A major software provider to U.S. city and county governments was hacked, the company said in an email to government clients.
Plano, Texas-based Tyler Technologies, which provides software and network services to dozens of counties and cities across the country, learned of a “security incident” on its computer systems on Wednesday, Chief Information Officer Matt Bieri said in an email to Clients Reviewed by NBC News.
In an update posted to its website on Thursday, the company said it had been infected with an unnamed strain of ransomware.
The company “is in the process of responding to a security incident involving unauthorized access to our internal telephony and information technology systems by an unknown third party,” the site said.
The company is focused on providing administrative and tax services to counties. While it doesn’t work directly in election software, its products can be used to publish information about the results and location of polling stations, the company said.
And while there is no evidence the attack has spread to counties that work with Tyler, it provides yet another warning that election interference can occur unexpectedly.
Counties typically share all of their services, including electoral systems, on the same network, which means that a ransomware infection can make this information inaccessible as well.
The Cybersecurity and Infrastructure Security Agency, which advises counties and other government entities involved in the elections, declined to comment. But in an unrelated joint statement to the FBI on Thursday, the agencies said, “Cyber actors continue their attempts against electoral systems that register voters or record voter registration information, manage electoral processes without a vote, or provide informal reports on election night.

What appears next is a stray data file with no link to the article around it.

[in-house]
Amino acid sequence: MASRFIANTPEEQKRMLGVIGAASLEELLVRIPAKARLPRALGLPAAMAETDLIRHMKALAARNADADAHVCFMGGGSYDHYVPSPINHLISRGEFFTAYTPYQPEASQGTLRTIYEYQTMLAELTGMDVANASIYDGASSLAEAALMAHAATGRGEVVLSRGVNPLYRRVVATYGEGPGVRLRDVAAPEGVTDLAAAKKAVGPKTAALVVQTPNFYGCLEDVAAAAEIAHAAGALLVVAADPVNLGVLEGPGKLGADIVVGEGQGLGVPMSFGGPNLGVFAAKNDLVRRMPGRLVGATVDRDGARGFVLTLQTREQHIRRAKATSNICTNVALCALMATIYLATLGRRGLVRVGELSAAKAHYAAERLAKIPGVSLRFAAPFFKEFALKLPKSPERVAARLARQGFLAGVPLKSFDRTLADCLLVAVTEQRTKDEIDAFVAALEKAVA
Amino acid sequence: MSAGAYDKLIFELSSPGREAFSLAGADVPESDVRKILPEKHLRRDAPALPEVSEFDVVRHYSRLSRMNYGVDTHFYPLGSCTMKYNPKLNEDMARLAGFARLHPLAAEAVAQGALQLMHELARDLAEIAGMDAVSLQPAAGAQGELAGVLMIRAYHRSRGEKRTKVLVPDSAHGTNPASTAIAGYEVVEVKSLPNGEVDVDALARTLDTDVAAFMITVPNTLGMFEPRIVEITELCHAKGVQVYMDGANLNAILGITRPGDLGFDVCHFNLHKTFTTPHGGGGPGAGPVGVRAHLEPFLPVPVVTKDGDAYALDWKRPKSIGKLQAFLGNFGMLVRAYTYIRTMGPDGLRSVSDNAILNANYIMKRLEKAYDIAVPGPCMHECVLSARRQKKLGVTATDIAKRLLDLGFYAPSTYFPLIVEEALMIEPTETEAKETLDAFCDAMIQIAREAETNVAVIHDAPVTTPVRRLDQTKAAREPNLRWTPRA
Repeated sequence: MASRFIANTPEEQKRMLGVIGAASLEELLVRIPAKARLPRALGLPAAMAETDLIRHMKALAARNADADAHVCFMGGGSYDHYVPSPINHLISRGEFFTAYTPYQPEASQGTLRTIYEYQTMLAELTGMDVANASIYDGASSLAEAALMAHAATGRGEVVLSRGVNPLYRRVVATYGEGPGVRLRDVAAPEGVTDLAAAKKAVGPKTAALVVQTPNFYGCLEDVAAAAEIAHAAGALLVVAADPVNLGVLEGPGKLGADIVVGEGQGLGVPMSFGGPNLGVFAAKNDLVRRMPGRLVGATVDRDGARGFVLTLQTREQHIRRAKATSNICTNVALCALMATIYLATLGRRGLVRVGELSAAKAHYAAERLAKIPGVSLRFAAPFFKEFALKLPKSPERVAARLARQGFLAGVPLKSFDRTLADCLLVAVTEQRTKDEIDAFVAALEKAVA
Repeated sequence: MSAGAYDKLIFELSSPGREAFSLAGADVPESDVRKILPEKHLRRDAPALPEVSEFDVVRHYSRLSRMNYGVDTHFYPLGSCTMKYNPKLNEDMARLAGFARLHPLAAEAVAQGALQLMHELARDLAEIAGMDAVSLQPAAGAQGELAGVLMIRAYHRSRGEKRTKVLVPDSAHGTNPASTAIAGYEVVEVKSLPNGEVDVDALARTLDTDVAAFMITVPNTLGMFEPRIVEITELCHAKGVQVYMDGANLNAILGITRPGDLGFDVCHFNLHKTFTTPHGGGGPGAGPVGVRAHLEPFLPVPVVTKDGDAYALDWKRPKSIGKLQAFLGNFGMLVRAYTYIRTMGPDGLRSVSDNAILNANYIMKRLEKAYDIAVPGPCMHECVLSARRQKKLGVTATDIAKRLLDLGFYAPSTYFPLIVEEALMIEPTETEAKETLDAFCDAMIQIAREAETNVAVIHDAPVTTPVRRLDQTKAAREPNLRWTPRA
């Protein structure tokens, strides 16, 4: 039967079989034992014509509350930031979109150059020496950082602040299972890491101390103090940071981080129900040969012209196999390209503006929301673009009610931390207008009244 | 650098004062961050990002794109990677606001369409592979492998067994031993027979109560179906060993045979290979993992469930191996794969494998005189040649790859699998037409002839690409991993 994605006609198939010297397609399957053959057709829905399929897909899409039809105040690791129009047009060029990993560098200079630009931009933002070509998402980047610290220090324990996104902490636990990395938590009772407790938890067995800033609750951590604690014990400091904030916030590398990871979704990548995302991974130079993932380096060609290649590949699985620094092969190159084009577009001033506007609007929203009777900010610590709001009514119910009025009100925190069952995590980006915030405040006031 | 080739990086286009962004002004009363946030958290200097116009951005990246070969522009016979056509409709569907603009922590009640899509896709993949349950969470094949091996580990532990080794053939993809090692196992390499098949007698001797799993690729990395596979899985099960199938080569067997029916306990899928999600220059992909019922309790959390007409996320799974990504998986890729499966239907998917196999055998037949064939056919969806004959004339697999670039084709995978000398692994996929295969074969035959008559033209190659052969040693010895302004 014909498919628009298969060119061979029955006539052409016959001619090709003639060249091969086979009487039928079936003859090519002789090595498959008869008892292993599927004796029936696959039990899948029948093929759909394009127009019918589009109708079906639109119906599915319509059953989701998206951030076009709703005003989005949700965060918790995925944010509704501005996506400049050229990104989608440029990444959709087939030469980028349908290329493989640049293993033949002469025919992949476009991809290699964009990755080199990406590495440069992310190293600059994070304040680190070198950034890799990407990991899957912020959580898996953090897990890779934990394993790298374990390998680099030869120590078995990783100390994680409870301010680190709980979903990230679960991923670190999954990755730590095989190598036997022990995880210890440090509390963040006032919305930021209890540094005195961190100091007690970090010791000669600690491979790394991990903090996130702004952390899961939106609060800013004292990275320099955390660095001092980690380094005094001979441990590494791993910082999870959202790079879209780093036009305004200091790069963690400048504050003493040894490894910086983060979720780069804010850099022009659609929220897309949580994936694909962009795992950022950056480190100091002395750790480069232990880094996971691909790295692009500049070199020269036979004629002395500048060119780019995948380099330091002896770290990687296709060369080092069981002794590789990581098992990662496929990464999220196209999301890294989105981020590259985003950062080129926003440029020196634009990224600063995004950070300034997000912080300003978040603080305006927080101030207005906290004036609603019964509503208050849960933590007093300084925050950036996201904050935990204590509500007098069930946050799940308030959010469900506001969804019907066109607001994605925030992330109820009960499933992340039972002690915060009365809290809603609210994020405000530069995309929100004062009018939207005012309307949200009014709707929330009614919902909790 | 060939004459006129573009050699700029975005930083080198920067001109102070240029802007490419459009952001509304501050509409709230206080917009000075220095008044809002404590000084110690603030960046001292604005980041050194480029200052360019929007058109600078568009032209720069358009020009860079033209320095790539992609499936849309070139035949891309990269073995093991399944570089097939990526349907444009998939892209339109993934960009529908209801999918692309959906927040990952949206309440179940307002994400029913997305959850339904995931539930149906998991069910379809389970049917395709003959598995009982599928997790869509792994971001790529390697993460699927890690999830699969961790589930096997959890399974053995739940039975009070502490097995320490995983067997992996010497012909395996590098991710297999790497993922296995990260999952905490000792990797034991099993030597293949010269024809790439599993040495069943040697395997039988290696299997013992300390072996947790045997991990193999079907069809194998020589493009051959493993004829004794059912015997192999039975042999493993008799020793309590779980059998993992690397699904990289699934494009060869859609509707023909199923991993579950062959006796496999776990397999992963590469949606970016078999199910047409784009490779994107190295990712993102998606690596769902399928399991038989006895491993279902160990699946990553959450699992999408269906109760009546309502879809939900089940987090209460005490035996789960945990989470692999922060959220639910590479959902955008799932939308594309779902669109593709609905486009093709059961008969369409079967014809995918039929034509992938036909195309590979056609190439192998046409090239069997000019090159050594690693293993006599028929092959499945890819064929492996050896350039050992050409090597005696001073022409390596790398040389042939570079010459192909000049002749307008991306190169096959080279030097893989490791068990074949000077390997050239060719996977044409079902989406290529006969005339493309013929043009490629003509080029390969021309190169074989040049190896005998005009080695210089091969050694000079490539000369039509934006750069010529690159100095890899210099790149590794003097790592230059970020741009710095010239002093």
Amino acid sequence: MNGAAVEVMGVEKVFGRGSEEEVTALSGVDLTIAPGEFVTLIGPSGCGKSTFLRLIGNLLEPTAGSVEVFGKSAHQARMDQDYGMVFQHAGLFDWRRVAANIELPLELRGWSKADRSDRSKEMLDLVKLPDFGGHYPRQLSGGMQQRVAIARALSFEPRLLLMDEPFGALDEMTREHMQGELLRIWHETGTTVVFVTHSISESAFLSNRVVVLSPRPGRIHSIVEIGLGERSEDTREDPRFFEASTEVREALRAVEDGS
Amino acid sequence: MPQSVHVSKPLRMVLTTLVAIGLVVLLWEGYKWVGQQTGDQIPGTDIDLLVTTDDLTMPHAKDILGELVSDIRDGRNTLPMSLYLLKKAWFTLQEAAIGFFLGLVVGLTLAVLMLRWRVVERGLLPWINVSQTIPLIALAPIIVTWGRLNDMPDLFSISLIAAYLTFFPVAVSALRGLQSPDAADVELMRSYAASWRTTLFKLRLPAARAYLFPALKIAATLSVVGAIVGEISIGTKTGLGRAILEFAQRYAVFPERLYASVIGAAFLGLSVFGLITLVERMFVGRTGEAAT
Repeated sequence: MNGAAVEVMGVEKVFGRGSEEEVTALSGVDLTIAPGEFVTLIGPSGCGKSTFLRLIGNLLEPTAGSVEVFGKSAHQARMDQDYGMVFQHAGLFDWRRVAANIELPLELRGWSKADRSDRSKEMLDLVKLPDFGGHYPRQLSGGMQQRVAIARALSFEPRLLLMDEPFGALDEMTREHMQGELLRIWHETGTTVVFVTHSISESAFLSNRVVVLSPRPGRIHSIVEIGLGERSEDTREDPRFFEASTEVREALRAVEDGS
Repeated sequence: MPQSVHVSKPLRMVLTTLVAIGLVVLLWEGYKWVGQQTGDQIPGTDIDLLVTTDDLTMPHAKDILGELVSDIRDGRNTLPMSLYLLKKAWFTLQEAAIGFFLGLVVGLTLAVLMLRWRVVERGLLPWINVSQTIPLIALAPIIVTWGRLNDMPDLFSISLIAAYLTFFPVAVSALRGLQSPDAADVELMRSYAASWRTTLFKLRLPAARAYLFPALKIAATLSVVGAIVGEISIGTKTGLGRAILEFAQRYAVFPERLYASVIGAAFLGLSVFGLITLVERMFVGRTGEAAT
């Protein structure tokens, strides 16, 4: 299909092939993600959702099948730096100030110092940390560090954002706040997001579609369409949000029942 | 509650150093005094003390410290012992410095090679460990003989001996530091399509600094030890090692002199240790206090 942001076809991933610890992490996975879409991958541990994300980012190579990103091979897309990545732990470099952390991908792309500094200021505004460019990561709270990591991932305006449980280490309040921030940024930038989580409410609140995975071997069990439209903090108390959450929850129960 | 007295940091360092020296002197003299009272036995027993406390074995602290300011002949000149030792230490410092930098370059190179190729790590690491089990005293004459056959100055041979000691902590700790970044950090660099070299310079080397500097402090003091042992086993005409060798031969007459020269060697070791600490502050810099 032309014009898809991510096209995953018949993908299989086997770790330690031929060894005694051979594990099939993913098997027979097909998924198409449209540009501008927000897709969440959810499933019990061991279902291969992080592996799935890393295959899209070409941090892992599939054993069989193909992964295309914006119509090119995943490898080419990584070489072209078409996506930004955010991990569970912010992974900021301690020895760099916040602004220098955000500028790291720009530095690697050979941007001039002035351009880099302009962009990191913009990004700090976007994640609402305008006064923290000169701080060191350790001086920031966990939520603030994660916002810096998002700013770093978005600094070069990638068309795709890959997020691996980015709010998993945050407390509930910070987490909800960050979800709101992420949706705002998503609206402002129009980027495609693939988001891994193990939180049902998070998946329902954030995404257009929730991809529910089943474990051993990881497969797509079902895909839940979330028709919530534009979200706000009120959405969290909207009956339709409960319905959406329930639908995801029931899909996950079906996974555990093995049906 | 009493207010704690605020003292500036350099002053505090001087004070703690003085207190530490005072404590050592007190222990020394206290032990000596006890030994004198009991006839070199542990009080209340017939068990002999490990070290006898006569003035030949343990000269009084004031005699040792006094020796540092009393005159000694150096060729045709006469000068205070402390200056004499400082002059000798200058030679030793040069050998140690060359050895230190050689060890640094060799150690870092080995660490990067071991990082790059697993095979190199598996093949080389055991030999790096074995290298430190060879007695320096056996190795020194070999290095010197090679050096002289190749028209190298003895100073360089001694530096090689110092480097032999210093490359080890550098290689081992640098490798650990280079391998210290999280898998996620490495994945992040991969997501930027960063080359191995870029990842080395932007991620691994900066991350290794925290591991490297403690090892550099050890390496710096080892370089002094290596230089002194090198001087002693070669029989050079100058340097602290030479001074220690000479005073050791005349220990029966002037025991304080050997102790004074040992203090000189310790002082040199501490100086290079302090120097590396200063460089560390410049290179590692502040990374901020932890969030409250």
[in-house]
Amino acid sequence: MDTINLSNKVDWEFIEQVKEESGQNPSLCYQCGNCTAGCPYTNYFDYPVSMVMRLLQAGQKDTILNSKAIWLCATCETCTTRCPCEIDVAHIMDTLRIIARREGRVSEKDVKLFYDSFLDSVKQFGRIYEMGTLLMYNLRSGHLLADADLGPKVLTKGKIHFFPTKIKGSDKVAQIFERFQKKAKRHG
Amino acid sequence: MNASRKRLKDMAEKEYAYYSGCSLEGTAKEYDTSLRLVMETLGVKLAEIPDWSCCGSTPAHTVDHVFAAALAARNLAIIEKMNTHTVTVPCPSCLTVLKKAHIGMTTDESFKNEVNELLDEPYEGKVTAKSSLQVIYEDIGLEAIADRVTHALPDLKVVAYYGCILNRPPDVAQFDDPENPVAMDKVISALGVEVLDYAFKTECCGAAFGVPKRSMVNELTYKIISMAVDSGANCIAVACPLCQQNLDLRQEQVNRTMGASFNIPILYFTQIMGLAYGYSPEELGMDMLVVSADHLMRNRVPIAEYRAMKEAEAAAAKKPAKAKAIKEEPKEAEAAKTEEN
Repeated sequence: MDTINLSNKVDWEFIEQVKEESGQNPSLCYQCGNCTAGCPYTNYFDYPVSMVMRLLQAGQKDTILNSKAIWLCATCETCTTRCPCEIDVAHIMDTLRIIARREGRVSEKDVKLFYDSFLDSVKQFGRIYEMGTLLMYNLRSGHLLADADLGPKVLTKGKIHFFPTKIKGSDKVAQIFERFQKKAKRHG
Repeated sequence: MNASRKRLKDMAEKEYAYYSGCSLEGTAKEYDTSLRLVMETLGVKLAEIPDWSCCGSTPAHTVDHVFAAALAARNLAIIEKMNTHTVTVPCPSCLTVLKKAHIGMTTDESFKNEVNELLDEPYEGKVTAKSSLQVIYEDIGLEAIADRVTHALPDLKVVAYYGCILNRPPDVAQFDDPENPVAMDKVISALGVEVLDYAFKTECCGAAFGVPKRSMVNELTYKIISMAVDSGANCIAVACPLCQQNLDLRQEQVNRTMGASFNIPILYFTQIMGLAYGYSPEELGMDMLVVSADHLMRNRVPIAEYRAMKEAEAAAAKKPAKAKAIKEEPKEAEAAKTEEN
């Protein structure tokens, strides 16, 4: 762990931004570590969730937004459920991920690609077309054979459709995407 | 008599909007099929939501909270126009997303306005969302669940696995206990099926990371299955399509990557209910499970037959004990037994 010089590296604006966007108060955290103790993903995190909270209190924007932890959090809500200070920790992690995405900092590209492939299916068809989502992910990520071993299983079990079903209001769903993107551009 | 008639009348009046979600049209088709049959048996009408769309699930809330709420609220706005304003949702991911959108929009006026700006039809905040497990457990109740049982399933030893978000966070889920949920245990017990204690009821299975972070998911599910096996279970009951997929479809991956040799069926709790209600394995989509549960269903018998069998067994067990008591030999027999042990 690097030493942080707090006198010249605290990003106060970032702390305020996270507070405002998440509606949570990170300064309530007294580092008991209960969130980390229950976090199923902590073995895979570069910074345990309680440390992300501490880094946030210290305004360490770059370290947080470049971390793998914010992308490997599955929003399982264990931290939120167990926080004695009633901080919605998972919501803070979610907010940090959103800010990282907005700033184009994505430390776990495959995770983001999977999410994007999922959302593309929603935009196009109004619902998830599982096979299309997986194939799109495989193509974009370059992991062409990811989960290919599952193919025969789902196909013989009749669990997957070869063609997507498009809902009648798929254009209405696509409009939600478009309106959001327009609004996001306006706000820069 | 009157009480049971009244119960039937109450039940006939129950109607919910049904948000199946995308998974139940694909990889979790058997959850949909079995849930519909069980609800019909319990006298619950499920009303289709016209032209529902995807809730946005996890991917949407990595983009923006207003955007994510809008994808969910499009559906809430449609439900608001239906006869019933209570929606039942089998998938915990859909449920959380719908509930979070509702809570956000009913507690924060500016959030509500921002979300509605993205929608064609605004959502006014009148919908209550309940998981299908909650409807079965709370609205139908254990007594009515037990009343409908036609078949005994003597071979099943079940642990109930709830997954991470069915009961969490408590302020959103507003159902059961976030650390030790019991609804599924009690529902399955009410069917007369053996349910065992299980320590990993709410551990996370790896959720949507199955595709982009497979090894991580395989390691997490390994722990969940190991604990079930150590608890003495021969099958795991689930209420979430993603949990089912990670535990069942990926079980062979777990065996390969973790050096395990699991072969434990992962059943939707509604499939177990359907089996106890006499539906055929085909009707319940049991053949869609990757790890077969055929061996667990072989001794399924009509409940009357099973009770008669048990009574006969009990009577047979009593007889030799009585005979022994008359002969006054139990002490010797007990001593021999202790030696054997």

“These attempts could render these systems temporarily inaccessible to election officials, which could slow down, but not prevent, voting or the communication of results,” the warning said.
Tyler Technologies employees did not respond to requests for comment. The company hired outside security consultants and notified law enforcement, Bieri wrote in his email.
County and local governments have been frequent victims of ransomware in recent years. Federal officials have repeatedly warned that understaffed counties are particularly easy targets and that attacks can wreak havoc during an election.
While hackers have little ability to alter votes, even taking electronic ballots offline and forcing a county to use hard copies could dramatically increase the time it takes to vote.
Several countries that use Tyler Technologies’ software have said they have seen evidence that they have been affected by ransomware. Attacking a company that manages software for multiple customers is a common way to spread ransomware.
In June, a sample file named “.tylertech911-f1e1a2ac” was uploaded to VirusTotal, a repository used by cybersecurity researchers to share information about malware. The naming convention indicates that the hackers used a relatively new strain of ransomware called RansomExx to target Tyler Technologies, said Brett Callow, analyst at cybersecurity firm Emsisoft.
“While that doesn’t prove Tyler Tech was a victim of RansomExx, it’s definitely a strong indicator,” he said.
These companies “are generally able to remotely access their customers’ networks,” Callow said. When a person is infected with ransomware, “they may be able to exfiltrate and encrypt data on these networks.”
“There have been several examples of this type of compromise over the past 12 months,” he said.